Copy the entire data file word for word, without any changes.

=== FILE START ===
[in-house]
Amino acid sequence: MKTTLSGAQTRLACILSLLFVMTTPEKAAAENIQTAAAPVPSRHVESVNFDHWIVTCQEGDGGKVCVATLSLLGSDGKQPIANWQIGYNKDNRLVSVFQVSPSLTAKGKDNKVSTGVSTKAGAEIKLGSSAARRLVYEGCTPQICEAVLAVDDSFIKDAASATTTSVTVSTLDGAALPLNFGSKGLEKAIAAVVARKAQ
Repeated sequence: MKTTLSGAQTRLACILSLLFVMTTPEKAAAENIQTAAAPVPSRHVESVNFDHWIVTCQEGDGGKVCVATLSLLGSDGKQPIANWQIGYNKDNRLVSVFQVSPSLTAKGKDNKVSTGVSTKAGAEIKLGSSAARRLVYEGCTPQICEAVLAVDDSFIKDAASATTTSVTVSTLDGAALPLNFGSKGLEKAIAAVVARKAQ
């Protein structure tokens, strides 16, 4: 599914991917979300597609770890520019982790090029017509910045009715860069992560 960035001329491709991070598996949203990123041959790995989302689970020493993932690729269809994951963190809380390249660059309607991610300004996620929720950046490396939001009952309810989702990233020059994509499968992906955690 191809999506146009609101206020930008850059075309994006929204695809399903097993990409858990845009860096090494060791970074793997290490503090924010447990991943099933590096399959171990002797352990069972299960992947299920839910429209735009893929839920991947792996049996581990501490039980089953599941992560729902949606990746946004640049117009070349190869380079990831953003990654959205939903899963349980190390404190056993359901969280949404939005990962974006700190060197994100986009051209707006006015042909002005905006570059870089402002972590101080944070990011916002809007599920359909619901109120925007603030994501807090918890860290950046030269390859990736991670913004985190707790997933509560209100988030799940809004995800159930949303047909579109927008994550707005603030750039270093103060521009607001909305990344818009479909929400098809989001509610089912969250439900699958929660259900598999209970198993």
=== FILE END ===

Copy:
[in-house]
Amino acid sequence: MKTTLSGAQTRLACILSLLFVMTTPEKAAAENIQTAAAPVPSRHVESVNFDHWIVTCQEGDGGKVCVATLSLLGSDGKQPIANWQIGYNKDNRLVSVFQVSPSLTAKGKDNKVSTGVSTKAGAEIKLGSSAARRLVYEGCTPQICEAVLAVDDSFIKDAASATTTSVTVSTLDGAALPLNFGSKGLEKAIAAVVARKAQ
Repeated sequence: MKTTLSGAQTRLACILSLLFVMTTPEKAAAENIQTAAAPVPSRHVESVNFDHWIVTCQEGDGGKVCVATLSLLGSDGKQPIANWQIGYNKDNRLVSVFQVSPSLTAKGKDNKVSTGVSTKAGAEIKLGSSAARRLVYEGCTPQICEAVLAVDDSFIKDAASATTTSVTVSTLDGAALPLNFGSKGLEKAIAAVVARKAQ
């Protein structure tokens, strides 16, 4: 599914991917979300597609770890520019982790090029017509910045009715860069992560 960035001329491709991070598996949203990123041959790995989302689970020493993932690729269809994951963190809380390249660059309607991610300004996620929720950046490396939001009952309810989702990233020059994509499968992906955690 191809999506146009609101206020930008850059075309994006929204695809399903097993990409858990845009860096090494060791970074793997290490503090924010447990991943099933590096399959171990002797352990069972299960992947299920839910429209735009893929839920991947792996049996581990501490039980089953599941992560729902949606990746946004640049117009070349190869380079990831953003990654959205939903899963349980190390404190056993359901969280949404939005990962974006700190060197994100986009051209707006006015042909002005905006570059870089402002972590101080944070990011916002809007599920359909619901109120925007603030994501807090918890860290950046030269390859990736991670913004985190707790997933509560209100988030799940809004995800159930949303047909579109927008994550707005603030750039270093103060521009607001909305990344818009479909929400098809989001509610089912969250439900699958929660259900598999209970198993």